"There are hundreds, thousands, millions like me who had to work, who couldn't go to school," he says.

A Church-Led Movement

Even after investing in education, OMI was barely prepared for the dramatic changes that came to India in the 1990s. Economic controls were lifted, inaugurating fast economic growth and rapid social change. Per-capita income doubled, from US$1,380 in 1990 to US$2,420 in 2000.

Indians began discussing caste-based prejudice widely. The Hindu nationalist BJP party, which supported anti-conversion laws aimed at restraining Christian outreach and evangelism, won national elections.

It soon became impossible for OMI teams to witness. They were likely to be arrested or beat up. Moses John, a church planter, says, "Times changed, and we ha[d] to find new ways to communicate the gospel."

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For the first time, OMI teams had to stay in one place and witness locally, depending on community goodwill. Observing the needs of the community, some staff started schools. Others reached out to the extremely poor and began advocating for human rights for the Dalits and other oppressed minorities.

"We got involved, starting schools and becoming part of the social struggle of this nation," says D'souza. "Our credibility went up, and our churches started erupting [with growth]. It caught us by surprise."

At a higher organizational level, OMI joined with Catholics and other Protestants in the All India Christian Council, which tracks persecution and defends minority rights. D'souza became international president of the Dalit Freedom Network, a human rights advocacy organization.

Once renowned for its roaming teams, OMI now settles down to make a lasting difference at the local level. Once decidedly "parachurch," OMI now calls itself a church-led movement. Churches even have bishops, a development that was difficult for some OM staff outside India to swallow. (India's legal structure recognizes the nomenclature of bishops, so OMI adopted it for their Good Shepherd churches.) Through this holistic missions model, the entire OM organization is also being reshaped. OMI comprises nearly half the total staff of om worldwide.

'I am giving back what was given to me. We are bringing the gospel to people's doorsteps.'—Ragland Rameshwarren, OMI

According to Verwer, other OM countries have made significant ministry gains after following OMI's path into holistic ministry. Peter Maiden, OM's international coordinator, says that "OMI has been in the vanguard of our missional understanding in the past 20 years. Its integrative approach to mission has hugely impacted the way om thinks about mission."

With a church-led structure, OMI is riding growth such as it has never seen. D'souza says he worked like a dog for 15 years in Lucknow, the capital of Uttar Pradesh, a highly traditional state in north India. "If I saw a half-dozen new believers, thank you Jesus!" In the past ten years, through a more holistic ministry, OMI has started 45 churches in Lucknow alone. Nationally, it has grown from 300 churches to over 3,000.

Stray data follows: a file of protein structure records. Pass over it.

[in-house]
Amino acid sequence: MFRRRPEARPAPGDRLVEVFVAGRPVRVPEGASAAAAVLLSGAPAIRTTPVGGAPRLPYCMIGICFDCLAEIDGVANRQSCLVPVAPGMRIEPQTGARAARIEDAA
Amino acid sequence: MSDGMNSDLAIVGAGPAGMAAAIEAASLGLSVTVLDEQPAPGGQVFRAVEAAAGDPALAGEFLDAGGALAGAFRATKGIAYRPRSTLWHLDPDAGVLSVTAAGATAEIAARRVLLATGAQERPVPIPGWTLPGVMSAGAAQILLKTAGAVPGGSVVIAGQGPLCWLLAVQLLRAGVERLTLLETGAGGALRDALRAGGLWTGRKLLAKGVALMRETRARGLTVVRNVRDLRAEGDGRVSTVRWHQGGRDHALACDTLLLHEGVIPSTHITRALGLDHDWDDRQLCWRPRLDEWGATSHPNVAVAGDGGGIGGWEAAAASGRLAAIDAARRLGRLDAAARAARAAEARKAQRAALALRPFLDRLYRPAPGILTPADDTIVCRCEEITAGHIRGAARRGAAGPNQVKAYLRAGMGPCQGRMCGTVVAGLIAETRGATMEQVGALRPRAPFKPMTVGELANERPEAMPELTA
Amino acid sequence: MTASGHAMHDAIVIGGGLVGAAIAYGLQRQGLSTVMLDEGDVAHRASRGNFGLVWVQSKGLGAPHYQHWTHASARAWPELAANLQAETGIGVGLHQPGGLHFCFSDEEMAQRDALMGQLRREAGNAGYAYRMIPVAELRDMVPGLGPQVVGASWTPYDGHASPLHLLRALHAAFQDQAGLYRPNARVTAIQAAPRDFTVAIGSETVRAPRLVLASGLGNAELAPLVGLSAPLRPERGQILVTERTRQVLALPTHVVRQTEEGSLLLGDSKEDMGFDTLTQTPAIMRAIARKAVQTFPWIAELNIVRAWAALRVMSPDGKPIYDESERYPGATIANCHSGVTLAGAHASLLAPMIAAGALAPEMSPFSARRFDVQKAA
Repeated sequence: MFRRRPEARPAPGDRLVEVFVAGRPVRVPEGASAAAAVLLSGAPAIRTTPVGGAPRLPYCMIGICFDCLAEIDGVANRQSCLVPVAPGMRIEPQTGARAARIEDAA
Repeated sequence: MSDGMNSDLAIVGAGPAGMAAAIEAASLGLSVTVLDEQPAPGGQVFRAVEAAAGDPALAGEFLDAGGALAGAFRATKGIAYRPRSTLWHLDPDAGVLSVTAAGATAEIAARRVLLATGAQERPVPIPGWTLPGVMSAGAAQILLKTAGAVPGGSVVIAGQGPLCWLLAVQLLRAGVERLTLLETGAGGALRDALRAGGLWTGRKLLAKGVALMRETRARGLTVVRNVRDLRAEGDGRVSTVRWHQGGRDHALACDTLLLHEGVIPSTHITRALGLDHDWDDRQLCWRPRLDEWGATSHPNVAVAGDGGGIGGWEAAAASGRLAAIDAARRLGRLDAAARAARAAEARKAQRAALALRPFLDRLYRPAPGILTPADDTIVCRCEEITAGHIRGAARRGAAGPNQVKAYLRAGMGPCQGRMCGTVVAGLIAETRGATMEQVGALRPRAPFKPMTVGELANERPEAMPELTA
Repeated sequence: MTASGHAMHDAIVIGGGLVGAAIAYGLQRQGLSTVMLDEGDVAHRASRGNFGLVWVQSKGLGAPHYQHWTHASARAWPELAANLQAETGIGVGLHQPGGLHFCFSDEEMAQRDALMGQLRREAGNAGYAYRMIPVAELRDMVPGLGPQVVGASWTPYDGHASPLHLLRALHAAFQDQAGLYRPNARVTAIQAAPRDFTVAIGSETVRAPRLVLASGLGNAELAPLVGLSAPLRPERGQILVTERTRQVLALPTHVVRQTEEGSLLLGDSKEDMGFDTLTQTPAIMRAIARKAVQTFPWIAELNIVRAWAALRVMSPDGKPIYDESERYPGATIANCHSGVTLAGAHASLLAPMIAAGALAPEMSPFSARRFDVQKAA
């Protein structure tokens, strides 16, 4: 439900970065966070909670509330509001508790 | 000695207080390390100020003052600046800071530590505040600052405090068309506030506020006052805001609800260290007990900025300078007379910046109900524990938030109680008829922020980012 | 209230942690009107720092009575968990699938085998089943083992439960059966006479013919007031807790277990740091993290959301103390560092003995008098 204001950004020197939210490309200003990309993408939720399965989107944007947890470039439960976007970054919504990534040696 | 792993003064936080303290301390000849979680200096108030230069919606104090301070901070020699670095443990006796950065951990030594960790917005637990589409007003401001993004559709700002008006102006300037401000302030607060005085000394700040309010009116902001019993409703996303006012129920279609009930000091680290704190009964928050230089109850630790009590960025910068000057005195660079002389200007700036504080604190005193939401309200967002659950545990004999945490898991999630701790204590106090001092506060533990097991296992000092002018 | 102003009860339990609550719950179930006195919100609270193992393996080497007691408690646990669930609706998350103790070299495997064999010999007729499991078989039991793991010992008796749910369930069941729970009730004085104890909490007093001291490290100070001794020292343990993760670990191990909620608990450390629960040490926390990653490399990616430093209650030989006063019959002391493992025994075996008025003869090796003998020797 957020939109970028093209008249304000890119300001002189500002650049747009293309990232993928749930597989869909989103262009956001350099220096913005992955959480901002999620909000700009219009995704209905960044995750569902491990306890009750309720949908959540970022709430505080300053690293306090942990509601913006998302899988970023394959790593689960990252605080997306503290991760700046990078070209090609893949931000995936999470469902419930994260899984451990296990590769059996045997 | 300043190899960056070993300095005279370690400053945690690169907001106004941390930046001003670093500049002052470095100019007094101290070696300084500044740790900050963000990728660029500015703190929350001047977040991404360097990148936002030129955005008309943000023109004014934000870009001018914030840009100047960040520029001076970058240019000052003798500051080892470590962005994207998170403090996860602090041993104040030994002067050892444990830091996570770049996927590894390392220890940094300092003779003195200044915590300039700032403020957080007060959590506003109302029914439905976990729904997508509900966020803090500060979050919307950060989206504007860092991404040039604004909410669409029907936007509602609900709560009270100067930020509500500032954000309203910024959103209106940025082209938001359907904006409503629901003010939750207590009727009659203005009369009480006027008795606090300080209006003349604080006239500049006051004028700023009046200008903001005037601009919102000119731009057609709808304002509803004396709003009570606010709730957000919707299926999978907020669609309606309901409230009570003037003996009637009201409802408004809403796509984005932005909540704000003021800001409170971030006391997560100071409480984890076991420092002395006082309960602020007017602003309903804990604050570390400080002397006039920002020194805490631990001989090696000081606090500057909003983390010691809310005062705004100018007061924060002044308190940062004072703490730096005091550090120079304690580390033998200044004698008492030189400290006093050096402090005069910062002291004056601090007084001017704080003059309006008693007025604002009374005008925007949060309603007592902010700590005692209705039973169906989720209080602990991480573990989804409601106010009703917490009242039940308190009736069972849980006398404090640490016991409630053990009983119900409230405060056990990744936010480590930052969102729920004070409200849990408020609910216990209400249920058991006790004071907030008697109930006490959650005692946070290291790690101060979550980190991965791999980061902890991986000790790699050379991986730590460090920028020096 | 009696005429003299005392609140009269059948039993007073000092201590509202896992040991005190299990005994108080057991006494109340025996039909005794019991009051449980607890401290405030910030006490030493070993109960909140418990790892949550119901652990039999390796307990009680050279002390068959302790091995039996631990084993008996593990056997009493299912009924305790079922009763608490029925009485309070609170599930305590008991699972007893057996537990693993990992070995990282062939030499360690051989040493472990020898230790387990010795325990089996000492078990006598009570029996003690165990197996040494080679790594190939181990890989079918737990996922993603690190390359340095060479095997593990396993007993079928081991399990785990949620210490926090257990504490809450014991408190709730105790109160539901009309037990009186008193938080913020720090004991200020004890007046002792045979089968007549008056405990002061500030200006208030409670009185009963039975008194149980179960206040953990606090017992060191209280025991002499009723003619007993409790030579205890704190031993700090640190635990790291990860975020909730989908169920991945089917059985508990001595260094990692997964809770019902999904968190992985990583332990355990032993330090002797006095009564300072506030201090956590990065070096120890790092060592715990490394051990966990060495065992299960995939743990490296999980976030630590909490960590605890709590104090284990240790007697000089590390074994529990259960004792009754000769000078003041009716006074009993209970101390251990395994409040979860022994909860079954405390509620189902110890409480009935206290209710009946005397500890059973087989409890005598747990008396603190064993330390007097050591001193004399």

While many educated Indians see caste withering away in a globalizing India, D'souza believes it remains a battleground where the church must engage. "Globalization has empowered the upper caste even more. Why, 20 years in, is not one telecom owned by a Dalit or an OBC [another poor tribal group]? Why does no media organization have a Dalit editor?"

Not that OMI's ministry is for Dalits only.

"In urban congregations that are bilingual, the upper caste happily comes in. The first responders are often upper-caste women, because they are asking the same questions that Dalits ask. A Brahmin woman is a slave to her husband," says D'souza.

Leadership that Serves

Perhaps the best way to grasp the new Operation Mobilization is to follow one of its pastors making his rounds.

Raised by his nominally Christian grandparents, Bangarraju committed his life to Christ during college and subsequently felt God's calling to ministry with OMI. Now he walks through a small cluster of homes built on abandoned land on the site of a deserted quarry.

He began to pastor the quarry villagers in 1997. The most obvious change, he says, is that most people have replaced makeshift huts with simple brick houses. Less obviously, thanks to Bangarraju their children go to the local Good Shepherd school. They remain very poor, but their trajectory is upward. With Bangarraju's regular visits a house church began to meet; now they have built a small neat structure, about 18x12 feet, decorated with Scripture and colorful banners. During the week, black treadle sewing machines occupy most of the small room. Three times a week, an OMI teacher comes to teach tailoring, providing potential careers to village women.

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As he strolls through the village, Bangarraju is greeted respectfully by women cooking over open fires and by girls decorating the ground with brightly colored powders for an upcoming Hindu festival. At one home, a loud fight breaks out—a drunken man lifts a rock and threatens violence, then tries to tear apart the hut where his mother lives. Bangarraju helps restrain him; he explains to his guests that the man's wife has left him and his mother has refused to keep feeding him.

Another family stops him to talk. It is impossible to miss their respect and appreciation. "They believe that Jesus is one of the gods," says Bangarraju. "I'm not criticizing them when I say that. They open their home for our Tuesday meetings. I believe one day God will speak to them.

"The people here respect me. They say so much change has come since I arrived. They say I brought education to their children. I say, 'No. Give glory to God.'?"

Tim Stafford is a senior writer for Christianity Today.

This article appeared in October 2011 issue under the title, "A Local Witness: A leading missions agency transforms itself in the wake of persecution."


Related Elsewhere:

Find out more about OMI at its website.

Previous Christianity Today articles featuring church growth and missions in India include:
India's Grassroots Revival | With its people turning to Christ in waves, India hosts more believers now than at any time in its 4,000-year history. (July 8, 2011)
Worse Than Ever | Christians knew the attacks were coming, but no one knew they would be this deadly. (October 9, 2008)
India's Burning Issue| Conversions in Orissa—and the violent reaction against them—highlight tension in India's not-so-dead caste system. (January 1, 2008)
India Undaunted | Escalating repression can't seem to dampen the church's growth. (May 1, 2004)